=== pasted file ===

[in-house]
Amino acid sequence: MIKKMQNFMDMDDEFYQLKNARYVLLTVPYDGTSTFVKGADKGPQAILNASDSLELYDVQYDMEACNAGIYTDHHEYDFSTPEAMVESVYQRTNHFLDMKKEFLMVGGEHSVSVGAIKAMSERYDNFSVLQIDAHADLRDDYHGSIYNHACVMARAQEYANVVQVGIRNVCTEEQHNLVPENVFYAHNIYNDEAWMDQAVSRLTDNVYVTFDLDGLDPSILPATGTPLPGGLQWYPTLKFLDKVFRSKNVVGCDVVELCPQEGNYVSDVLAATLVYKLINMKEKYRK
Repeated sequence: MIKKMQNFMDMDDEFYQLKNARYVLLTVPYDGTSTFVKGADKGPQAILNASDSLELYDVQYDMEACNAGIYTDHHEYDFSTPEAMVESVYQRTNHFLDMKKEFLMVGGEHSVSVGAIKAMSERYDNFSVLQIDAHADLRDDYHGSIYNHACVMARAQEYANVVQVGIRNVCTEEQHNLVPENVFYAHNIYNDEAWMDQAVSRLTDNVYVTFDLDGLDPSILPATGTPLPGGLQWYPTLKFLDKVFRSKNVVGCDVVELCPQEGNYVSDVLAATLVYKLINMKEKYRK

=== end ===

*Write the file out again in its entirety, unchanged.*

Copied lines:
[in-house]
Amino acid sequence: MIKKMQNFMDMDDEFYQLKNARYVLLTVPYDGTSTFVKGADKGPQAILNASDSLELYDVQYDMEACNAGIYTDHHEYDFSTPEAMVESVYQRTNHFLDMKKEFLMVGGEHSVSVGAIKAMSERYDNFSVLQIDAHADLRDDYHGSIYNHACVMARAQEYANVVQVGIRNVCTEEQHNLVPENVFYAHNIYNDEAWMDQAVSRLTDNVYVTFDLDGLDPSILPATGTPLPGGLQWYPTLKFLDKVFRSKNVVGCDVVELCPQEGNYVSDVLAATLVYKLINMKEKYRK
Repeated sequence: MIKKMQNFMDMDDEFYQLKNARYVLLTVPYDGTSTFVKGADKGPQAILNASDSLELYDVQYDMEACNAGIYTDHHEYDFSTPEAMVESVYQRTNHFLDMKKEFLMVGGEHSVSVGAIKAMSERYDNFSVLQIDAHADLRDDYHGSIYNHACVMARAQEYANVVQVGIRNVCTEEQHNLVPENVFYAHNIYNDEAWMDQAVSRLTDNVYVTFDLDGLDPSILPATGTPLPGGLQWYPTLKFLDKVFRSKNVVGCDVVELCPQEGNYVSDVLAATLVYKLINMKEKYRK